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Bluegrass Care Navigators Pioneer Janet Snapp

During her 19-year tenure, Janet Snapp grew both as a nurse and as a manager as Bluegrass Care Navigators, then Hospice of the Bluegrass, grew in the community. A previous job’s hours were too late for the single mom, so she started as a home care nurse serving Fayette County in 1990.

“For the first time, I felt I was truly doing holistic nursing care,” Snapp remarked. “It felt more like coaching patients and families during a difficult time.”

Snapp had earlier worked as a labor and delivery nurse and “the work seemed similar…. [the] patients did all the actual ‘work’ and I provided support and guidance!”

In her nursing role, Snapp saw the need and began promoting hospice services to other medical providers in town. It was soon obvious that providers wanted more than the staff was trained to do, so she began training nurses. Concurrently, Hospice of the Bluegrass was growing into other counties and, out of necessity, Snapp was asked to lead the Lexington office.

In 1995, Snapp was named Vice President of Clinical Services (later Chief Clinical Officer), a position she held until she retired in 2009.

Snapp says, “I made the transition into management by default!”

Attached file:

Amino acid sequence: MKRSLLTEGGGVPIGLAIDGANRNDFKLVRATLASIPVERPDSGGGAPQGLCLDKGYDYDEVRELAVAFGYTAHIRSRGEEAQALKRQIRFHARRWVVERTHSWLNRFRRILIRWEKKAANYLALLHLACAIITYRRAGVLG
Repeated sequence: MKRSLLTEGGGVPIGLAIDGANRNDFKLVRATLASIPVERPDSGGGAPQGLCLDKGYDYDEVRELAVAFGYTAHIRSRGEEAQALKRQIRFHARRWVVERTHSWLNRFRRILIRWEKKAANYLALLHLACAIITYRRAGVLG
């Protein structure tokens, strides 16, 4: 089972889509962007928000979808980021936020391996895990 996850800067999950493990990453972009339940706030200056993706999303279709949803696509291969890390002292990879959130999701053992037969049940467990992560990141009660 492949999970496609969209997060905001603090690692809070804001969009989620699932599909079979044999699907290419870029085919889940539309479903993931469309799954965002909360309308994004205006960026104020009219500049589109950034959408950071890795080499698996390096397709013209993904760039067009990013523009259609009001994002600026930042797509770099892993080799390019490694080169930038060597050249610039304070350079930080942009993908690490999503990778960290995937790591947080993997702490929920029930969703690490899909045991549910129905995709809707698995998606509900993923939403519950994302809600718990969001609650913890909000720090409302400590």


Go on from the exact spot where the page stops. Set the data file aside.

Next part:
In her role, Snapp traveled statewide, including spending many nights in a small apartment over the Hazard office and in Louisville training physicians on end-of-life care. By the end of her tenure, she had direct responsibility for 80% of the organization’s $86 million budget.

In addition to her clinical leadership and education responsibilities, Snapp helped open the Hospice Care Center at Kentucky One’s Saint Joseph Hospital in Lexington in 1996 and an inpatient unit in Northern Kentucky at St. Luke’s Hospital in Ft. Thomas in 2004 (That unit closed in 2010 due to a merger.). Along the way, Snapp authored numerous papers, partnered on many research projects and received several awards for her groundbreaking work.

Since 2009, Snapp has lived in the Columbus, Ohio area where she works at The James Cancer Hospital, the largest cancer hospital in the Midwest and the third largest in the country, as a Service Line Administrator in Supportive Services. In her current role, Snapp oversees several clinical and non-clinical areas of care, primarily survivorship care, palliative care and other services that provide support for patients during cancer treatment. She acknowledges that the program development work she did at Bluegrass Care Navigators helped to prepare her for this role.

“Hospice of the Bluegrass was quickly growing and becoming a nationally admired program,” Snapp said in closing. “I think it’s great to see the [continued] expansion….of services that are needed by patients and families. At its core, hospice remains focused on answering the primary driving question always asked at any point of conflict: ‘What does the patient want?’”

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